Eating Disorders: Glycaemic Responses to Glucose and Rice in People of Chinese and European Ethnicity.

Glycaemic responses to glucose and rice in people of Chinese and European ethnicity.

Filed under: Eating Disorders

Diabet Med. 2012 Nov 26;
Kataoka M, Venn BJ, Williams SM, Te Morenga LA, Heemels IM, Mann JI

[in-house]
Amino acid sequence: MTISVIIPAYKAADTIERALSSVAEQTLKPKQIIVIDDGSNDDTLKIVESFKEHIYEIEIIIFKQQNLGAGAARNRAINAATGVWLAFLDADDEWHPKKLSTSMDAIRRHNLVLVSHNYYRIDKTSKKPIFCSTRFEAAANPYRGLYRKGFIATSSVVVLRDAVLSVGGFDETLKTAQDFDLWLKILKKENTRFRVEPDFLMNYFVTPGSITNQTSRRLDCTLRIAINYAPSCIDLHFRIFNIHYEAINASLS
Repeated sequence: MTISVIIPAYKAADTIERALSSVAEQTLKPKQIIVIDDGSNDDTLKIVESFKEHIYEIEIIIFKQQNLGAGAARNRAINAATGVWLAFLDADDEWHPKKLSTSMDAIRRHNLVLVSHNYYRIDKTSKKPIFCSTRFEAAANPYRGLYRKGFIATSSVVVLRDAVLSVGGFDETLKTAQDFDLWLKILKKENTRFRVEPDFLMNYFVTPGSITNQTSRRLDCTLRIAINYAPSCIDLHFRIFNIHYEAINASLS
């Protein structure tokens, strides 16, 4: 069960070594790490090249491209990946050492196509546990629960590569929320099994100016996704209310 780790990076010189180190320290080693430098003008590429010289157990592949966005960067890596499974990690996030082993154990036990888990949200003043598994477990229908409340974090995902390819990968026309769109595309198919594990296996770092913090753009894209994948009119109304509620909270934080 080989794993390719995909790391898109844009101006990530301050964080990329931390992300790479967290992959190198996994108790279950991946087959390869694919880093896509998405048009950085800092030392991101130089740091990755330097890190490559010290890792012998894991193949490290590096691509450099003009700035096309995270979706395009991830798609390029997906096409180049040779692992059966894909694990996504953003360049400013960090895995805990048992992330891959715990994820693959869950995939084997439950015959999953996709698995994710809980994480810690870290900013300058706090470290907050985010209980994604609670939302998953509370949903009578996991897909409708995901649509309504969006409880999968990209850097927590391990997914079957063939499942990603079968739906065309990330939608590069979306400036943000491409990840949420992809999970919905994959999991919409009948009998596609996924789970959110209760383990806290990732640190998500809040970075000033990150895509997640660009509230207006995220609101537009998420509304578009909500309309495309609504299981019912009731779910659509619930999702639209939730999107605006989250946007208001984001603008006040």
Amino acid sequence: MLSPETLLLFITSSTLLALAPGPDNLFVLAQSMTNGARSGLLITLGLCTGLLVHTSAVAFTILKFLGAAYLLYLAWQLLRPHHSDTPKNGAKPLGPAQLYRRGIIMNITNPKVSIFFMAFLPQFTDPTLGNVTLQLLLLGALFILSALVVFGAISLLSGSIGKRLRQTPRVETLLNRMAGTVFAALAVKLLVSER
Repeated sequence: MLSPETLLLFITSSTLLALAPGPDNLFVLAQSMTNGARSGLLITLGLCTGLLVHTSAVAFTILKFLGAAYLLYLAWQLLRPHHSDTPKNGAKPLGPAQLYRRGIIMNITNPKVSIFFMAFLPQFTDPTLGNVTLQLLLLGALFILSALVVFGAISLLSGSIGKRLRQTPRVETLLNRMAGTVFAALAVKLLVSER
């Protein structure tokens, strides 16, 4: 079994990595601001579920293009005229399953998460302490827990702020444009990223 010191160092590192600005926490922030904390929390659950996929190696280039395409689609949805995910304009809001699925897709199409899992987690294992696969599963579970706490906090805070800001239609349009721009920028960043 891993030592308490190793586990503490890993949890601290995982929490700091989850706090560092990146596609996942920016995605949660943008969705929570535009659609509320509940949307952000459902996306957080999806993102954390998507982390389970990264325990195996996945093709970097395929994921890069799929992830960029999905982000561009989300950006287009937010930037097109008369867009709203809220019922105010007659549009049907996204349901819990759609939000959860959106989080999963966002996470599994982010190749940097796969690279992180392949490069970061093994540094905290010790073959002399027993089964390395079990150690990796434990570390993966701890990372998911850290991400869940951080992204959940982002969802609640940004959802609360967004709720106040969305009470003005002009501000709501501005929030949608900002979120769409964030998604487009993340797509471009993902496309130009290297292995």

AIMS: Diabetes rates are especially high in China. Risk of Type 2 diabetes increases with high intakes of white rice, a staple food of Chinese people. Ethnic differences in postprandial glycaemia have been reported. We compared glycaemic responses to glucose and five rice varieties in people of European and Chinese ethnicity and examined possible determinants of ethnic differences in postprandial glycaemia. METHODS: Self-identified Chinese (n = 32) and European (n = 31) healthy volunteers attended on eight occasions for studies following ingestion of glucose and jasmine, basmati, brown, Doongara(®) and parboiled rice. In addition to measuring glycaemic response, we investigated physical activity levels, extent of chewing of rice and salivary ?-amylase activity to determine whether these measures explained any differences in postprandial glycaemia. RESULTS: Glycaemic response, measured by incremental area under the glucose curve, was over 60% greater for the five rice varieties (P < 0.001) and 39% greater for glucose (P < 0.004) amongst Chinese compared with Europeans. The calculated glycaemic index was approximately 20% greater for rice varieties other than basmati (P = 0.01 to 0.05). Ethnicity [adjusted risk ratio 1.4 (1.2-1.8) P < 0.001] and rice variety were the only important determinants of incremental area under the glucose curve. CONCLUSIONS: Glycaemic responses following ingestion of glucose and several rice varieties are appreciably greater in Chinese compared with Europeans, suggesting the need to review recommendations regarding dietary carbohydrate amongst rice-eating populations at high risk of diabetes. © 2012 The Authors. Diabetic Medicine © 2012 Diabetes UK. HubMed – eating